One Last Neighbor ~ The Night Shift Worker

My black-crowned night heron (Nycticorax nycticorax)

In apartment complexes without assigned parking, finding an empty spot isn’t always easy. I thought it odd that two spaces convenient to my new apartment never were occupied, but I was pleased.

Then, I took a better look at the concrete in those spaces. Lying beneath a large live oak planted at the edge of the parking lot, they were spattered with what appeared to be white paint. Clearly, a bird was parking just above those spaces, and given the size of the splotches of excreted waste, it probably was a heron.

I began parking elsewhere, and spent a few days scanning the tree to see if I could find the bird. Eventually, I spotted it: an adult black-crowned night heron so well-hidden that a casual observer never would find it. Two days later, it had chosen a different branch, and I was able to snap a few photos.

These short, stocky birds usually are seen in profile, at the edge of the marshes and waterways where they hunt. Shooting up at the bird provided a new and utterly charming way of seeing it. In particular, its face seemed rotund, and a little chubby; I couldn’t help laughing, even as I admired its decorative white head plumes.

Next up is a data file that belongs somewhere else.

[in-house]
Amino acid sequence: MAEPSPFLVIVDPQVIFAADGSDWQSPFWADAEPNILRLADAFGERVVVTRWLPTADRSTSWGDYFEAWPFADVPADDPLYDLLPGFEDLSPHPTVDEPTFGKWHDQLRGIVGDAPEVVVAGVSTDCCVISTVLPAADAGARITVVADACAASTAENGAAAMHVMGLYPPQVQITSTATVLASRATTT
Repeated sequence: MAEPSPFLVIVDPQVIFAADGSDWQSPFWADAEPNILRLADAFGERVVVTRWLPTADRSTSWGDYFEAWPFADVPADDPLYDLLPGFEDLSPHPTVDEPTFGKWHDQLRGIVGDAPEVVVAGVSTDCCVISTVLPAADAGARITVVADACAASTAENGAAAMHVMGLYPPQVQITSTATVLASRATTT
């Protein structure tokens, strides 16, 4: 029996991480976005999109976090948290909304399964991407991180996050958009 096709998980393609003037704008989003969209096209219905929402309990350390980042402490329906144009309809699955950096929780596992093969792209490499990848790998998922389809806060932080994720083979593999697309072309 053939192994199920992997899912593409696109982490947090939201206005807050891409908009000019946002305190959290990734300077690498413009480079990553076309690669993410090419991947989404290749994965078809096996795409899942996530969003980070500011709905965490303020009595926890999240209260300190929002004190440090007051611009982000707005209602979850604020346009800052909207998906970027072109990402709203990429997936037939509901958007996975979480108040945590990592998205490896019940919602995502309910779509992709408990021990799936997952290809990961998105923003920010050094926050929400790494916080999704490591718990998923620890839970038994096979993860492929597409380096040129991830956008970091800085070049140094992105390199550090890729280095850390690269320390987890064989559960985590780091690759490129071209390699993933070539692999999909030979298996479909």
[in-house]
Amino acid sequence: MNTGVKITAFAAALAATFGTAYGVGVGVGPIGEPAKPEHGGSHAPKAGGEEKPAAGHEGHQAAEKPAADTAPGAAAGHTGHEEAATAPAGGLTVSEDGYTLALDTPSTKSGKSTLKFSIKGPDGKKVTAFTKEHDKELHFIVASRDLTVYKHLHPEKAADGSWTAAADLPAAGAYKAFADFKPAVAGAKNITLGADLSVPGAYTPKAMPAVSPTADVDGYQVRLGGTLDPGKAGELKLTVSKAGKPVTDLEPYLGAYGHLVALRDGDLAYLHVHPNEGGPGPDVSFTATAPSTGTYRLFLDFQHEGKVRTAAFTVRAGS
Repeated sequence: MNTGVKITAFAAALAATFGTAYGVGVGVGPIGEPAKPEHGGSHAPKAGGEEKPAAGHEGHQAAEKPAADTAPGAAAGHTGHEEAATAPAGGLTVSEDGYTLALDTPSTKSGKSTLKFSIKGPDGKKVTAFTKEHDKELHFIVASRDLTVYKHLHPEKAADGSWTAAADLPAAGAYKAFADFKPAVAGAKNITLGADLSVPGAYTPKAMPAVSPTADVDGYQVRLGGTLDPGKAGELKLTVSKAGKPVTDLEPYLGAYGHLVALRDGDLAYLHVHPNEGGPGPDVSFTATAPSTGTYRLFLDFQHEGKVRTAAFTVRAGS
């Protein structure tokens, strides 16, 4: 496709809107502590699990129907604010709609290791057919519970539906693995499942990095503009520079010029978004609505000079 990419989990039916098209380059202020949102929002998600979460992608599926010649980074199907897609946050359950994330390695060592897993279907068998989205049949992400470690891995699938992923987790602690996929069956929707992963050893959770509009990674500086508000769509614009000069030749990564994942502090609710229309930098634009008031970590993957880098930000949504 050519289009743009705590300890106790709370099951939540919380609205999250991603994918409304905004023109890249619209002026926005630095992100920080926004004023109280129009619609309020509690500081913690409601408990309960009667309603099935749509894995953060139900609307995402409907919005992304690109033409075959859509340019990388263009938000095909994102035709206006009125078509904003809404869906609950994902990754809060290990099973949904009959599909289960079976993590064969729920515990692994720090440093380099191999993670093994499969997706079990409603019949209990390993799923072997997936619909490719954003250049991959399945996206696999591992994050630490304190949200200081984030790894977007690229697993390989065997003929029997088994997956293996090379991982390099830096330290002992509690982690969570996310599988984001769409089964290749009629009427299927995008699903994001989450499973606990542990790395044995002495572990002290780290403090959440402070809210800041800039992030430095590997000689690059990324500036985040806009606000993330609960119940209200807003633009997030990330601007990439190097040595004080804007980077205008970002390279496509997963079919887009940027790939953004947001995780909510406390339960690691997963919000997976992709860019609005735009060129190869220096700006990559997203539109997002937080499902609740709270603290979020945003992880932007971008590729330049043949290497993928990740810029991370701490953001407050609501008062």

Eventually, the bird allowed a bit of a profile shot, showing off its thick, ready-for-serious hunting bill and a hint of the solid black back that matches its crown.

Although it watched me as I moved around, searching for better vantage points, it never left its branch, and never showed any sign of feeling threatened. Eventually it turned away slightly, gave me one last, coy glance, and then tucked its head into its feathers, ready for a nap before the evening’s hunt.

 

Comments always are welcome.

Meeting the Neighbors ~ The Singer

Northern Cardinal (Cardinalis cardinalis)

 

A new neighborhood means new neighbors, and I’m beginning to make their acquaintance. I’d heard this fellow chipping, chirping, and whistling every day since my move; mornings and evenings, he’d  occasionally burst into song. I’d not been able to spot him, but last Sunday at first light, I noticed a flash of red on the ground and there he was: illuminated by the rising sun.

A female — perhaps his mate — caught my eye, but she remained hidden deep within the bushes. In time, I suspect I’ll have a chance to meet her as well.

 

Comments always are welcome.

Now What?

 

If you’ve ever felt as though you’ve bitten off more than you can chew, you might feel some kinship with this pied-billed grebe, who seems to have caught more than it can swallow.

Field guides note that grebes consume aquatic insects, crustaceans, leeches,  tadpoles, mollusks, and ‘small’ fish, but when this grebe popped up in front of me, fish firmly clenched in its bill, I was surprised by the fish’s size: it looked more suited to a heron than a grebe.

On the other hand, the fish wasn’t struggling to get away, perhaps because the grebe already had begun the process of repeatedly pinching the fish with its strong bill, killing it by damaging its internal organs.

What happened next I can’t say, since after only a few seconds the grebe spotted me and dove beneath the surface of the water. I never saw it again, and presume it surfaced in the midst of some nearby reeds, where it could continue dining in peace.

 

Comments always are welcome.